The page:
Data Breach Hits Google Employees

By John Pallatto  |  Posted 2008-07-02 Print this article Print

Reports have been trickling out of Silicon Valley of a potentially major personal data breach affecting Google employees.

But the data breach didn't result from cunning hackers penetrating a vulnerable corporate network. It's just another case of computers getting up and walking as a result of an old-fashioned burglary.

Valleywag reported July 2 on its Web site that Google employees hired before Dec. 31, 2005, received notices that their personal data, including Social Security numbers and birth dates had been compromised by a break-in at Colt Express Outsourcing Services, a payroll and human resources outsourcing company.

The Valleywag report says the break-in occurred at Colt Express on May 26 and Google informed employees on June 9 about the breach. As a result, employees are getting a free year of identity theft protection.

Google employees looking to get an explanation from Colt Express will find the company's Web site is no help. The site only reports that the "home page will be reconstructed."

The likely reason for the Colt Express site being down is that Ceridian, the giant payroll processing and human resources company that serves more than 25 million employees, announced in early February 2008 that it had acquired "certain assets" from Colt Express. Ceridian's benefits services division is now providing services to Colt's clients.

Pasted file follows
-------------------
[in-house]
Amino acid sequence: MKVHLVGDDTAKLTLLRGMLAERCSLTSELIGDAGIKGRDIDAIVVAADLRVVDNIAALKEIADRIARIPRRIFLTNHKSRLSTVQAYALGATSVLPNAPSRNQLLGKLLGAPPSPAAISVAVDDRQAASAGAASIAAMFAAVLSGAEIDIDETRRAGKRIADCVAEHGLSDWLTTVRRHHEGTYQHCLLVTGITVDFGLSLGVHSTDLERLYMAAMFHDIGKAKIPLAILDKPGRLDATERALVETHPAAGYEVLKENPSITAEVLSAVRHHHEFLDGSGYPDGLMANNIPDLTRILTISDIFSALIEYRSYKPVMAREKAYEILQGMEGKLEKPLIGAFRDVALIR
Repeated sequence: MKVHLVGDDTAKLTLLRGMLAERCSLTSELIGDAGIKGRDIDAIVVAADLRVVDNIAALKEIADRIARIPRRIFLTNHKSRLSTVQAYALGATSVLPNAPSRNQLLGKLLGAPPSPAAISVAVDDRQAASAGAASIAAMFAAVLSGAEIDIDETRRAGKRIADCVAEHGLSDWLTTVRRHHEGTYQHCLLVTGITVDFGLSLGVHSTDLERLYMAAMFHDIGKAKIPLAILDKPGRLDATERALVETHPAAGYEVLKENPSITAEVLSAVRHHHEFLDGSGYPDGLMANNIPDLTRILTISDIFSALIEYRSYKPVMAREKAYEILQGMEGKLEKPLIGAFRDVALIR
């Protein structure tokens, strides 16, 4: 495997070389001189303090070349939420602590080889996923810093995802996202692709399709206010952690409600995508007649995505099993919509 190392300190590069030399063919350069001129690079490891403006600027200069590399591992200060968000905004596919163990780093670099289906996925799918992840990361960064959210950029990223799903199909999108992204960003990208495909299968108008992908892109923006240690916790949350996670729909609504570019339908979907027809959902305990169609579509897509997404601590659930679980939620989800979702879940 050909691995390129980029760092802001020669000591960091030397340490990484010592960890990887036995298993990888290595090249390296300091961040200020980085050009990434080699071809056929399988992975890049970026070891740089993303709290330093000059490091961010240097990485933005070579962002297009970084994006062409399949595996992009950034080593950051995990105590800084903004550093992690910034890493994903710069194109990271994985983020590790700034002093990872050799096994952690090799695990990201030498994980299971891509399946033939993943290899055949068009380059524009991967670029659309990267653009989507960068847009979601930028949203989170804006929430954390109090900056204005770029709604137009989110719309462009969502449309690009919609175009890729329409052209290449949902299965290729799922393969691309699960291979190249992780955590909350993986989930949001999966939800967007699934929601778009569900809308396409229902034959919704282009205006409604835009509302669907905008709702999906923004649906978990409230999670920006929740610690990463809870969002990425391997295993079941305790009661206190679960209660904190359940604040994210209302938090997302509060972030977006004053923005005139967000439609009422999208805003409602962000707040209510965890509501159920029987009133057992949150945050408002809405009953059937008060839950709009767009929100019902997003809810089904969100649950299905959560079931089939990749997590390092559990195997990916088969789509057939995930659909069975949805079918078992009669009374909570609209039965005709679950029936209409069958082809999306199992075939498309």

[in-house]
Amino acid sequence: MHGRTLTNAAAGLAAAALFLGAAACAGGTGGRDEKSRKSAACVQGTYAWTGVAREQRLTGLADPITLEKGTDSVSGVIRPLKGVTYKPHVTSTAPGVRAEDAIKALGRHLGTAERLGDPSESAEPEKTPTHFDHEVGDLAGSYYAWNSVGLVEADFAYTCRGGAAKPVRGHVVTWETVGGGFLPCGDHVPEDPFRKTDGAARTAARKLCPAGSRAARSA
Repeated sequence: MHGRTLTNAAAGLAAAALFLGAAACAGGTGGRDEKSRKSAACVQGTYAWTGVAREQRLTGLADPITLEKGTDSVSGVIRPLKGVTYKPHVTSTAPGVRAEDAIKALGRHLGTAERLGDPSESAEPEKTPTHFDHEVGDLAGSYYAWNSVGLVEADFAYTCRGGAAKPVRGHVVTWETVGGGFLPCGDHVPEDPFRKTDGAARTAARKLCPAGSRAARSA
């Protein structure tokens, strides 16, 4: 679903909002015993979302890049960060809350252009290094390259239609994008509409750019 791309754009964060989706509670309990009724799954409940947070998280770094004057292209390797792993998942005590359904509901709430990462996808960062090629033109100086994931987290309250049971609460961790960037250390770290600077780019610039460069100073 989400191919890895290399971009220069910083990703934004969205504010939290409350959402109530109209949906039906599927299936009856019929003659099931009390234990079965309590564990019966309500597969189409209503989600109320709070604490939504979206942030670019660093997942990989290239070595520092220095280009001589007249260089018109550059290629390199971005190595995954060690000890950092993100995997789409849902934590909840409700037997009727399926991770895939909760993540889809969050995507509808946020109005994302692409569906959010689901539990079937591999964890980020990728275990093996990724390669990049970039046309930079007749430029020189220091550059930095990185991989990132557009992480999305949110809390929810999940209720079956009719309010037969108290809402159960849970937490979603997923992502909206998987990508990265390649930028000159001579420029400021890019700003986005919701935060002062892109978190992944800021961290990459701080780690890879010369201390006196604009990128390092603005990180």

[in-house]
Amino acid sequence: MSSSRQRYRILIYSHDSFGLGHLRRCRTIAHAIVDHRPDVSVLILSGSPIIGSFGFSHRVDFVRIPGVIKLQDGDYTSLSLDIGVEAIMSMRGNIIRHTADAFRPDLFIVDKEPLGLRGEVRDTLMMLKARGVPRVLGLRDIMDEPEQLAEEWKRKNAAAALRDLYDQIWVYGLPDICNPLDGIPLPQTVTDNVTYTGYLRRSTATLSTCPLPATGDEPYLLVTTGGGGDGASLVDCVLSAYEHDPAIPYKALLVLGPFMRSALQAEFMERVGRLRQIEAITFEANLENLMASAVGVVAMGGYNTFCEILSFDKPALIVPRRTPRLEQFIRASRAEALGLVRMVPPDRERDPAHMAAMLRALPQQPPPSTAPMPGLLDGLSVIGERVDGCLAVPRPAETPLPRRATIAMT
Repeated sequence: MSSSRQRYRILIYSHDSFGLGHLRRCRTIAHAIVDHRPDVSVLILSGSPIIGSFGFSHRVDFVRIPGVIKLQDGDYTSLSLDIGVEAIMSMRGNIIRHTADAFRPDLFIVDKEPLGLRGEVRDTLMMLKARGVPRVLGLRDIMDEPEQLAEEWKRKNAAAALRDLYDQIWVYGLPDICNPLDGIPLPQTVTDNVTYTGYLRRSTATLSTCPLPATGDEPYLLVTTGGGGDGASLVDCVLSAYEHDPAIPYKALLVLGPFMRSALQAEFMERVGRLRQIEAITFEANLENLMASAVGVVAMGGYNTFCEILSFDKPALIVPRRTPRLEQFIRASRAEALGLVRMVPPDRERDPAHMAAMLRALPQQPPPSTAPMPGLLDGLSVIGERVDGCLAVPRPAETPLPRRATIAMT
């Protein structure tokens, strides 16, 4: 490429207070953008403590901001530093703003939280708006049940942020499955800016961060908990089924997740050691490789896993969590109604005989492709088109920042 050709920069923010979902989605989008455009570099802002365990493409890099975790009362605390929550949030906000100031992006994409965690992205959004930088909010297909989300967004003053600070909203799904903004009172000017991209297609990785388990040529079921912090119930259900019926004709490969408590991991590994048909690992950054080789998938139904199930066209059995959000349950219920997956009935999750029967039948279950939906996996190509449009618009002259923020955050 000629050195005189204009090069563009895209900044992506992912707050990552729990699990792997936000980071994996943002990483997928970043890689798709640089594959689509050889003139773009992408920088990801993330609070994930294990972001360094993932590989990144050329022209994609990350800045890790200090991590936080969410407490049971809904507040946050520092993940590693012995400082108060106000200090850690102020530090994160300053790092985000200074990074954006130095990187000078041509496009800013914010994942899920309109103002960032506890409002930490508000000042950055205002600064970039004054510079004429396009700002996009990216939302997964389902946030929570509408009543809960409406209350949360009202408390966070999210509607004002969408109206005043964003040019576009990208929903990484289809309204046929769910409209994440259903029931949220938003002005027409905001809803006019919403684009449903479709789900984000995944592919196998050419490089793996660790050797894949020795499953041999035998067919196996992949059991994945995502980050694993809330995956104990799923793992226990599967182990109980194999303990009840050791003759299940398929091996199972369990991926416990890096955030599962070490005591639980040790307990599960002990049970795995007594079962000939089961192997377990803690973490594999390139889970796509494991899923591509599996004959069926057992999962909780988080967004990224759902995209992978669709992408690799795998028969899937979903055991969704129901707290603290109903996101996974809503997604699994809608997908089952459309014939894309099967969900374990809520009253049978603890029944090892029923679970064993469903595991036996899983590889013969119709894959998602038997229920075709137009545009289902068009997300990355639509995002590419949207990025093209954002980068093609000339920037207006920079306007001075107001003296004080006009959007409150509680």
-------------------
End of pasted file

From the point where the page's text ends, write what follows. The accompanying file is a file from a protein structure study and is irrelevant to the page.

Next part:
This latest case demonstrates again that poor physical security is a more prevalent cause of data breaches than remote hacking attacks. Most of the biggest data breaches reported over the past couple of years have resulted from laptop computers being lost or stolen.

This means that the solution to these problems is a combination of improved physical security at business offices of all kinds to make it harder to steal computers and new data protection services that attempt to erase or block access to storage disks after computers have been stolen.

On June 30, Dell started offering a set of services for its business computers that not only try to track missing or stolen laptops, but also attempt to remotely erase sensitive corporate data from a hard disk drive.

Such services are likely to become more prevalent as corporate IT managers learn that they haven't truly secured employee and customer data until they implement some kind of effective system that tries to block access to data contained on the hard disks of lost and stolen computers. |

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